See more from this Session: Supporting Ecosystem Services with Conservation Agriculture: II
Tuesday, October 18, 2011
Henry Gonzalez Convention Center, Hall C, Street Level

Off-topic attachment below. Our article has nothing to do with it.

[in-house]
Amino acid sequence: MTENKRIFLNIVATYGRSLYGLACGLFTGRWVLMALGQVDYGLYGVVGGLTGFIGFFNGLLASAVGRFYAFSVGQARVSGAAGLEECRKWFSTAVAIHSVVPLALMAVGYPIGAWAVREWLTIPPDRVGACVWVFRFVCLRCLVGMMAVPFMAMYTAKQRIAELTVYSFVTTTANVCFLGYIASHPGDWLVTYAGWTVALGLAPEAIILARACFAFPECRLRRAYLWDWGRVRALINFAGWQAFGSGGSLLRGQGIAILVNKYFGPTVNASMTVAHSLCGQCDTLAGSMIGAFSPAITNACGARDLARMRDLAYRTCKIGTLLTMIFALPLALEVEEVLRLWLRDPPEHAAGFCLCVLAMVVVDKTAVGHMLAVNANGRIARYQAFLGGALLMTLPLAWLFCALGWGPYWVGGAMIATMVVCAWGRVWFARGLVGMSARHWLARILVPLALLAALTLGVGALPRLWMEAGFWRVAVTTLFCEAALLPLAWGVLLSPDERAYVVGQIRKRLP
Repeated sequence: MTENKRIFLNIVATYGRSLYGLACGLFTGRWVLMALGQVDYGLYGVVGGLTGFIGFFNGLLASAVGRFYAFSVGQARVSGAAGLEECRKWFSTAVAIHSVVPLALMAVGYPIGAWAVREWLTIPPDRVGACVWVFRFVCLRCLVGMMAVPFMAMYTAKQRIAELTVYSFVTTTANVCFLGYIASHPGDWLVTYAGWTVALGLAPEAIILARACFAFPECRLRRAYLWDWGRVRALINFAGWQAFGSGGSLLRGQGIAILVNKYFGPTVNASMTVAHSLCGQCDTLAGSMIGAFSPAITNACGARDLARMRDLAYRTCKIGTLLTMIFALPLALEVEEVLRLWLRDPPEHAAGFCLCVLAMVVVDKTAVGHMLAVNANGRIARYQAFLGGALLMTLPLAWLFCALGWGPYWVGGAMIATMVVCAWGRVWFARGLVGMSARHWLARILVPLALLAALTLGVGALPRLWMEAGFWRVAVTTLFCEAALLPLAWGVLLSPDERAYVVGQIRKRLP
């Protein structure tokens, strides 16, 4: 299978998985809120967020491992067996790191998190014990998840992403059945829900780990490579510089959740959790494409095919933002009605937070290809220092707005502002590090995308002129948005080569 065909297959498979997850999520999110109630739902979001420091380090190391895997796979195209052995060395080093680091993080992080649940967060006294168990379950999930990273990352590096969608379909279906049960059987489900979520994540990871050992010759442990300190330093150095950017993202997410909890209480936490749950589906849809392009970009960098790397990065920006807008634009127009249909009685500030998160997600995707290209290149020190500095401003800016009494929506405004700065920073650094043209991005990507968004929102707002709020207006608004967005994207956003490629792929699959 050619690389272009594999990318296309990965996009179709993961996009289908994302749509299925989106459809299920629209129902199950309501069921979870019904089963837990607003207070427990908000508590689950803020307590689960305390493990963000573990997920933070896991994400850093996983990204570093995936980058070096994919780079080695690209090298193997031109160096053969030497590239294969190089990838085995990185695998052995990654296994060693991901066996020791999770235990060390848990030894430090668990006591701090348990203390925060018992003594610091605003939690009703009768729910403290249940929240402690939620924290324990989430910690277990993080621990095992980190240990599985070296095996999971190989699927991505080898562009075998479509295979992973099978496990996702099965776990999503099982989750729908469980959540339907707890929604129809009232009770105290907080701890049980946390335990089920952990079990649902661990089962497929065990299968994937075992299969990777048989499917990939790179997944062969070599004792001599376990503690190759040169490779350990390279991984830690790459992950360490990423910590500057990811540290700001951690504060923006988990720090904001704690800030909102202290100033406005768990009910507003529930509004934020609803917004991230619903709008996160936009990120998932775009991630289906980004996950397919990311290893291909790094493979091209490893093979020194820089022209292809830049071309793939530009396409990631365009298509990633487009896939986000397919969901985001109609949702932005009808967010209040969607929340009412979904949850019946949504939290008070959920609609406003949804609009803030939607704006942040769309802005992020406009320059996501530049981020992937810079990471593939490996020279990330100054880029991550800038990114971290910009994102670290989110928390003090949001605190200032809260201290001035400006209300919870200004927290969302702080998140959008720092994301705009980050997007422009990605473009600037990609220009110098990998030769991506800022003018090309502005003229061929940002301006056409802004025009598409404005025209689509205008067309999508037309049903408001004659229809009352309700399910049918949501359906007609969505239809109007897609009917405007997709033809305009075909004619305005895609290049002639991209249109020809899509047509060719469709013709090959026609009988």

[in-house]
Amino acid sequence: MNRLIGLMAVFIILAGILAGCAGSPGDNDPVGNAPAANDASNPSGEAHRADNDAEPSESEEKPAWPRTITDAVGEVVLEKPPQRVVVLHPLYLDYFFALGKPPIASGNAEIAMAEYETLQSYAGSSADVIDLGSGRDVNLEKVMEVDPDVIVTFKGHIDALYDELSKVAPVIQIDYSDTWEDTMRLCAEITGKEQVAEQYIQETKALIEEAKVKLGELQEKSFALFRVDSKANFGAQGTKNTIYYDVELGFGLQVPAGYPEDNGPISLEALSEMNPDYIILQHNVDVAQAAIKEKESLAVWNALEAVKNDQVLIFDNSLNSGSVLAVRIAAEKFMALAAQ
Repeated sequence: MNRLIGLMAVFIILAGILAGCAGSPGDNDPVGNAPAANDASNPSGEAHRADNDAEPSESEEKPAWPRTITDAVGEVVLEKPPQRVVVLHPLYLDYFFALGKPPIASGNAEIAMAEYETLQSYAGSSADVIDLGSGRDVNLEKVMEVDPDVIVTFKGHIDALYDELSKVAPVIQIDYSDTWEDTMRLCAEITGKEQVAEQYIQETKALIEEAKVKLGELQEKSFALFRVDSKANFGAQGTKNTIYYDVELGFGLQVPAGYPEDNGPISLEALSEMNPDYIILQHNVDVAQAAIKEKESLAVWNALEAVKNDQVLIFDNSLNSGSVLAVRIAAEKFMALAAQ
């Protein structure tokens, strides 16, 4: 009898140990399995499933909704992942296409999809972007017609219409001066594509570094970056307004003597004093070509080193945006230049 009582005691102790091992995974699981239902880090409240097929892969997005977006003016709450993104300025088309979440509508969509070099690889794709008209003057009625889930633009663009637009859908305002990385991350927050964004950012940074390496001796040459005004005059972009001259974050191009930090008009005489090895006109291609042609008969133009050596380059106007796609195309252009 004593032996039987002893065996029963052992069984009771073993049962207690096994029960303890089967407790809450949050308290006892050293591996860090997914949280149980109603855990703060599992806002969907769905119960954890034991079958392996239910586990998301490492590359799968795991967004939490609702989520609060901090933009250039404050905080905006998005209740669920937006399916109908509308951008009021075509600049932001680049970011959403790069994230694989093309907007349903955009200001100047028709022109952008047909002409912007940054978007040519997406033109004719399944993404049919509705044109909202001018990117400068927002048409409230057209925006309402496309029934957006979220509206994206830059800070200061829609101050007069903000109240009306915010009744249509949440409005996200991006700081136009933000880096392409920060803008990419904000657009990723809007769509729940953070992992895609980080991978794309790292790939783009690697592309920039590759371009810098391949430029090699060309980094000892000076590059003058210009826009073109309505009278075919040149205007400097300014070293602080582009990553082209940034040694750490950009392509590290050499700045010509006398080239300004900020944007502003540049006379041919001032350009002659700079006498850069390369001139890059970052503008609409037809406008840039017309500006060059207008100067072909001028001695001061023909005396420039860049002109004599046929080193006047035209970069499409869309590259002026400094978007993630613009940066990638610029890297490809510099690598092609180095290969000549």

While there has been controversy amongst researchers about the concepts and terminology of soil quality, there is agreement that management practices affect soils and that indicators can be used to determine how soils deviate from conditions favorable for a defined use of that soil. Within watersheds, soil condition, along with storm characteristics, controls the basic hydrologic process of infiltration, retention, and runoff of precipitation. Soil condition also controls the ability of soils to retain, bind, and transmit solutes and contaminants that flow with waters. Many conservation practices (CPs), by explicit design or otherwise, impact soil condition. Therefore, to understand hydrologic and water quality processes at a watershed scale, it is essential to quantify responses across a range that address field, edge-of-field, landscape, stream and channel processes and interactions. Four contrasting management systems were evaluated in the Fort Cobb Reservoir watershed in southwestern Oklahoma: conventionally tilled wheat, no-till wheat, perennial grass converted from cropland (e.g., peanut conversion to bermudagrass), and native grass land. Each of the four management systems were monitored on contrasting soil types, with 10 replications (fields) for each management/soil combination. Soil quality indicators measured included field water content, microbial biomass carbon, water stable aggregation, potential mineralizable N, electrical conductivity, pH, soil test P and K, and total organic C and N, bulk density, porosity, soil volume, and water filled pore space. Changes in soil indicators will be used as metrics to classify soil quality as improved, stable, or degraded by applying factor analysis. The soil management assessment framework (SMAF) will be used to assess the capacity of the soils to function (i.e nutrient cycling, water relations, filtering and buffering, etc.) for selected combinations of soil and land management practices within the watershed.